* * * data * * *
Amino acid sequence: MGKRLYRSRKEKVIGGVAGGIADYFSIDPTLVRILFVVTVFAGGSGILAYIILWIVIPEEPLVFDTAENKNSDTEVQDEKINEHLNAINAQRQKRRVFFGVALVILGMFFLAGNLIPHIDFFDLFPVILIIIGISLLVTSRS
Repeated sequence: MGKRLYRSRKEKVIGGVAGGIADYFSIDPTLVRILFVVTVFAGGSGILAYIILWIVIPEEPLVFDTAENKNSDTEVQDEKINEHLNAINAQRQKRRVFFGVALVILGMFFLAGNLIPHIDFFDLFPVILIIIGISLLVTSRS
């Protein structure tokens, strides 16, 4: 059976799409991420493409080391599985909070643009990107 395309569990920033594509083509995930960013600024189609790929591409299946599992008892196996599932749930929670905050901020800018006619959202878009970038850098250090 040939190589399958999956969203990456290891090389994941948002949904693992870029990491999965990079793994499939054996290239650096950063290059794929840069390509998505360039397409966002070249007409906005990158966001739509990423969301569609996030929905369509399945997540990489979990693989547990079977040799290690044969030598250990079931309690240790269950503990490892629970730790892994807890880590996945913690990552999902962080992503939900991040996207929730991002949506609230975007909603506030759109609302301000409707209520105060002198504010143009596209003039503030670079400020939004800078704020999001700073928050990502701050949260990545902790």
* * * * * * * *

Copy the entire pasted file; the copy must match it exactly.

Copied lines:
Amino acid sequence: MGKRLYRSRKEKVIGGVAGGIADYFSIDPTLVRILFVVTVFAGGSGILAYIILWIVIPEEPLVFDTAENKNSDTEVQDEKINEHLNAINAQRQKRRVFFGVALVILGMFFLAGNLIPHIDFFDLFPVILIIIGISLLVTSRS
Repeated sequence: MGKRLYRSRKEKVIGGVAGGIADYFSIDPTLVRILFVVTVFAGGSGILAYIILWIVIPEEPLVFDTAENKNSDTEVQDEKINEHLNAINAQRQKRRVFFGVALVILGMFFLAGNLIPHIDFFDLFPVILIIIGISLLVTSRS
């Protein structure tokens, strides 16, 4: 059976799409991420493409080391599985909070643009990107 395309569990920033594509083509995930960013600024189609790929591409299946599992008892196996599932749930929670905050901020800018006619959202878009970038850098250090 040939190589399958999956969203990456290891090389994941948002949904693992870029990491999965990079793994499939054996290239650096950063290059794929840069390509998505360039397409966002070249007409906005990158966001739509990423969301569609996030929905369509399945997540990489979990693989547990079977040799290690044969030598250990079931309690240790269950503990490892629970730790892994807890880590996945913690990552999902962080992503939900991040996207929730991002949506609230975007909603506030759109609302301000409707209520105060002198504010143009596209003039503030670079400020939004800078704020999001700073928050990502701050949260990545902790």